DEWALT D55140 1-Gallon 135 PSI Max Trim Compressor

ASIN: B000HZJMFM
Brand: DEWALT
Post : 4 mon ago (January 27, 2017) | 77 views.

Feature :

  • Heavy-duty 1-gallon trim compressor with protective roll cage
  • 135 psi maximum, durable oil-free pump, low 71 dB rating, low 2.6 amp motor
  • Includes 1 compressor; hose & nailer not included
  • 9-inches wide; 24 pounds; 1-year warranty


  • List Price : $292.02
  • Price : $132.99
  • Your Save : $159.03 (54% OFF)
  • Usually ships in 24 hours
  • Price on Fri, 27 Jan 2017 02:21:55

Description :

75 SCFM delivered at 90 PSI, 1.0 gallon tank and 135 max PSI enables more nails to be fired and provides quicker recovery. Durable oil free pump provides extended maintenance-free operation. Low 2.6 amp draw motor provides easy start-up and reduces breaker tripping. Belt drive. Low 71 dBA allows for quieter operation. Roll cage and control panel provide protection to key compressor components. Lightweight at only 24 lbs, thin (9.0") and compact design is easy to carry and store. Ball valve drain allows for quick and thorough tank draining. One quick coupler to easily support 1 nailer. Convenient cord wrap for easy storage. High-flow regulator for increased performance.

DEWALT D55140 1-Gallon 135 PSI Max Trim Compressor :

I am a gardener-a-holic. I have three acres and I am continually adding and fine tuning all the beds. In the garden there are collections of over 300 different hosta, several hundred daylilies, thousands and thousands of narcissus and early spring bulbs, allium, lillium, and numerous other perennials, bushes, shrubs, and trees. I have been in business designing gardens and landscapes for both homes and commercial buildings for the past ten years. I continue my own education in Horticulture on the graduate level as well as teaching garden classes, giving garden seminars at the Chicago Botanical Garden, the Morton Arboretum and to garden groups.

My garden is featured in Midwest Gardens, by Pamela Wolfe and Gary Irving and has been featured in newspaper articles, Country Home Country Gardens, and the Chicago Magazine. My garden will be on the Garden Conservancy Walk in the summer of 2000.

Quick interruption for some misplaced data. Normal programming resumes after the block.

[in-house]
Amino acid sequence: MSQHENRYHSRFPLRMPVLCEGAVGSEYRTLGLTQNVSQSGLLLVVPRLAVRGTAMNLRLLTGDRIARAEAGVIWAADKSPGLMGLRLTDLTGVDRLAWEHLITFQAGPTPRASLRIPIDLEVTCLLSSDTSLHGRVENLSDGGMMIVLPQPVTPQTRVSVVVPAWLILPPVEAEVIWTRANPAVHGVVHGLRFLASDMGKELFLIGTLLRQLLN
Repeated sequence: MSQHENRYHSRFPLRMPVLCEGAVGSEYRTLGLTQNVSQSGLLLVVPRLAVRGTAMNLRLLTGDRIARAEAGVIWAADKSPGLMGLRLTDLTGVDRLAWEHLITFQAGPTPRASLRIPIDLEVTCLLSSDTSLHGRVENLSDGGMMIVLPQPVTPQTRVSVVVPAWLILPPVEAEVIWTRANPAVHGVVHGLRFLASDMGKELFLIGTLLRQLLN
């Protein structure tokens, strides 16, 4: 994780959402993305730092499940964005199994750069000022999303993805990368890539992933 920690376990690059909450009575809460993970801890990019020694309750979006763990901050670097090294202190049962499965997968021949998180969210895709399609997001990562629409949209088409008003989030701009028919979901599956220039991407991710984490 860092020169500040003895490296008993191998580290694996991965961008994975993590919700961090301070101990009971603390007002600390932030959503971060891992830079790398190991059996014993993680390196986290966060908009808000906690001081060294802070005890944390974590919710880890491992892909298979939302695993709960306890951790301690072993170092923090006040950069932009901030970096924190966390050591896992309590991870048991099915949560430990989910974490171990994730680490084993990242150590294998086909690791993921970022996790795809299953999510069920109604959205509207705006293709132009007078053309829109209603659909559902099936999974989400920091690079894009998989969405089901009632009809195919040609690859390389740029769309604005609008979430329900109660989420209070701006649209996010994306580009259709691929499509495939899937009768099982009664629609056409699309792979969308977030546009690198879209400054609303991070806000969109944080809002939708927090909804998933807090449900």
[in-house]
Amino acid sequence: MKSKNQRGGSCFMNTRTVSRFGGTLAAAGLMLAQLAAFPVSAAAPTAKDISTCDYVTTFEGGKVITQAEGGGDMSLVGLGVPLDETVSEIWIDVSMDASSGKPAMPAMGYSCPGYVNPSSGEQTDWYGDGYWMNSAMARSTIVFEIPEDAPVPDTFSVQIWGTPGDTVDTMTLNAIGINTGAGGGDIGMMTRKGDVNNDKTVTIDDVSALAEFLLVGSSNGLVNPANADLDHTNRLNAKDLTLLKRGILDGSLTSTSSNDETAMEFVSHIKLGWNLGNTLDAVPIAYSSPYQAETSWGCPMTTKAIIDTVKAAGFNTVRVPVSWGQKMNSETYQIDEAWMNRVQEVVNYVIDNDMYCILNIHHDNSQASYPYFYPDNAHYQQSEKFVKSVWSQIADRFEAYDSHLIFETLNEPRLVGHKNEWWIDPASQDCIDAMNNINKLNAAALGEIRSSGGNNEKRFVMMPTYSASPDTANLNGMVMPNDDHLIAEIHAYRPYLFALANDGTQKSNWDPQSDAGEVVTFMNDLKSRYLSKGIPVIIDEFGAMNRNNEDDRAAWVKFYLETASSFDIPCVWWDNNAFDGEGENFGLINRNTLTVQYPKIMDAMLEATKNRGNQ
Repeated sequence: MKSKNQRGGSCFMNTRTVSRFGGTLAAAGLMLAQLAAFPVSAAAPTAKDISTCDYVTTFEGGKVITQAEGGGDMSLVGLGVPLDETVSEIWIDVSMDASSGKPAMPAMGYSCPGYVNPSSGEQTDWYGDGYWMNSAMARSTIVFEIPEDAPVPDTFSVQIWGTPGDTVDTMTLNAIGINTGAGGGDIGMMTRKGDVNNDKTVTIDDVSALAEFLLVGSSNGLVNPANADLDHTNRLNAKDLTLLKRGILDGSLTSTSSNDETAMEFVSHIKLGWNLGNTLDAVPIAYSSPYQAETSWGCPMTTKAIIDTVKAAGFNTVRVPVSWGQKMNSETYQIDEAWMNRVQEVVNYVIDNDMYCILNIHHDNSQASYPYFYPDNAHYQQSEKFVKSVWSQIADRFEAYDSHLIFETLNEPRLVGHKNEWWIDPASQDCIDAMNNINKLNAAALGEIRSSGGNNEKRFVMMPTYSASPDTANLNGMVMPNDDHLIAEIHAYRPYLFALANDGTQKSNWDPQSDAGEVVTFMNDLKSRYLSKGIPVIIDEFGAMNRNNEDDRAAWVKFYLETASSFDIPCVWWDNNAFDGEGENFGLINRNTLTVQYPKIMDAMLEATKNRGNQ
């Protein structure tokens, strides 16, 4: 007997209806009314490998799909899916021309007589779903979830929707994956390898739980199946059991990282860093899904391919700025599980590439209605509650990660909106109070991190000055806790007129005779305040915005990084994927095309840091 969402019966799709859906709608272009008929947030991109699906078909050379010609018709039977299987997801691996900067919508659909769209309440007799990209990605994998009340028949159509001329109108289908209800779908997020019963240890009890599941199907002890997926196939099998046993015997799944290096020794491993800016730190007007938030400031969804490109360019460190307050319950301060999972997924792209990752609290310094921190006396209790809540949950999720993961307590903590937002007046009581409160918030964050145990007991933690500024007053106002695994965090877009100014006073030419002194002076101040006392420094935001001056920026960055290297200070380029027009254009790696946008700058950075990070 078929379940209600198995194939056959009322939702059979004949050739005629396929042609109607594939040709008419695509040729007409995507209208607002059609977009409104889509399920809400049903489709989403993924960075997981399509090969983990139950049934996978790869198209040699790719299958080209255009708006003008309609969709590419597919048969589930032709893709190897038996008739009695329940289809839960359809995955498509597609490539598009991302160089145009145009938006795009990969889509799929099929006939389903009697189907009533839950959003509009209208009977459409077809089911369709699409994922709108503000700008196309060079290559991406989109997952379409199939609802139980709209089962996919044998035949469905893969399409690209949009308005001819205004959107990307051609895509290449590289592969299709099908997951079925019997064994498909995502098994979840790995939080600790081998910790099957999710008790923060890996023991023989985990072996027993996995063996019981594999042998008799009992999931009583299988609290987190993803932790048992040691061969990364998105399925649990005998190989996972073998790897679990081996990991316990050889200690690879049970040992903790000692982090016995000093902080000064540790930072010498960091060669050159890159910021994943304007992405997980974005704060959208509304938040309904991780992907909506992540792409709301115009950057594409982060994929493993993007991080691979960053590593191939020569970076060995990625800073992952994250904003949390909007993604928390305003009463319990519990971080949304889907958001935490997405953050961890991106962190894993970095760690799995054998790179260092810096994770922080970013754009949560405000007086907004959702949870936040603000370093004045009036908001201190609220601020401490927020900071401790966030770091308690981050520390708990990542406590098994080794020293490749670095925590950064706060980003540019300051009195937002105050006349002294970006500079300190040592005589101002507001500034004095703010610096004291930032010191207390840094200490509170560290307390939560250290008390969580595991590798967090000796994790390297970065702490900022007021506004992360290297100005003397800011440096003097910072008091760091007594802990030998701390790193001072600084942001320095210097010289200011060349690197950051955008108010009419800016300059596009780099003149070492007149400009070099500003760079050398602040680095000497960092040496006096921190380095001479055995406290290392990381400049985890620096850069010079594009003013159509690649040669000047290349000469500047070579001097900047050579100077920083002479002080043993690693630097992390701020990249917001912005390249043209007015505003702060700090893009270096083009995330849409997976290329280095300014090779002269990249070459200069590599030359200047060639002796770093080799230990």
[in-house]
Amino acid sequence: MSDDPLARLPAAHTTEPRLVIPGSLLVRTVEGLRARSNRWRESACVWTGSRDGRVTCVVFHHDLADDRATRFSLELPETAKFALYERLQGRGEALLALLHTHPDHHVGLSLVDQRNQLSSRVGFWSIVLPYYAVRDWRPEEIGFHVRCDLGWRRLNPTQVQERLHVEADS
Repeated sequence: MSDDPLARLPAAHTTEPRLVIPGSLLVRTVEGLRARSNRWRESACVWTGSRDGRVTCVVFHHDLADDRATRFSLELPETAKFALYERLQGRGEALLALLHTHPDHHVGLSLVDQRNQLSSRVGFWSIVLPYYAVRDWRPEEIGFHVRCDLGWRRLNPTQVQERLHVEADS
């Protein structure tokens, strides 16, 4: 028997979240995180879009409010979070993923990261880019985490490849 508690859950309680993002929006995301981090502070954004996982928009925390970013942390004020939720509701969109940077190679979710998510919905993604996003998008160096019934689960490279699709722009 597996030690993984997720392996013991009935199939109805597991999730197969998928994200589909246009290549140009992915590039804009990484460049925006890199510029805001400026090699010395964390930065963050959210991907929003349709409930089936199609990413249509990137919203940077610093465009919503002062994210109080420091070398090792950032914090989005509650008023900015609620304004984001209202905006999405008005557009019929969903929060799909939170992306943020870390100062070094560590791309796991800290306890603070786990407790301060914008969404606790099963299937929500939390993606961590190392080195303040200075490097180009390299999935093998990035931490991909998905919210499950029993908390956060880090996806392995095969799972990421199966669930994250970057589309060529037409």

Over the years I have developed a hands-on garden class and from the many questions asked in these sessions have come up with a list of questions frequently asked.

QUESTION: I have just moved in a new house and I want to landscape. What is the first thing I should do?

ANSWER:

I. Evaluate the yard by charting when you have sun and for how long a period of time. This will tell you whether you should be looking for plants that require a lot of sun or plants that need filtered sun or shade.

II. Identify any drainage problems or areas that are very dry. Most plants do not like to have wet feet especially in the winter. Standing water for a period of time will kill many plants.

III. Know what zone your are in . This tells you what plants will live under the coldest temperatures in your area. This does not tell you how these plants in your zone will handle your heat extremes, soil conditions, wind conditions, etc.

IV. Decide how much work you want to do in maintaining your yard. If you are not going to do much yard work then you will be using shrubs, ground covers and other plants that do not require as much attention as a totally perennial garden.

V. Make an outline of the beds you think you want with a garden hose. Look at these lines from all directions. If you have an upstairs view these lines from there. You want large sweeping curves rather than sharp straight lines unless you are developing a very formal garden. In nature the lines are not straight or sharp because they usually have developed over time with weather, wind and water shaping them.

VI. Once you have the lines set, remove any grass at the sod level and dispose of or break it up and put on your compost pile to be later mixed with leaves and other refuse from your yard and coffee grounds, etc from your kitchen.

VII. Now the most important step is the soil preparation. Depending upon the area you are from there are kinds of organic materials available that should be incorporated into your beds. Here in the Chicago area we are able to get mushroom compost. It is a mixture of peat moss, manure, etc. that mushroom were grown on by the soup companies.

VIII. As a rule of thumb I use 4" - 6" of the compost on top of the soil and dig it in 18". The amount depends upon what your soil is like to begin with. A brand new home will probably need more and don't let the builder bury any of his stone, mortor or and debris from the building. All of these pieces must be removed. The ideal situation is to dig it in the fall and let is sit over the winter to allow the freezing and thawing to break the clay even more and then dig the bed again in the spring before planting.

IX. Over the winter or before you purchase your plants make a list of the plants you want. Make a list for each season so you will have something blooming at all times. Once you have the soil prepared you are ready to plant.

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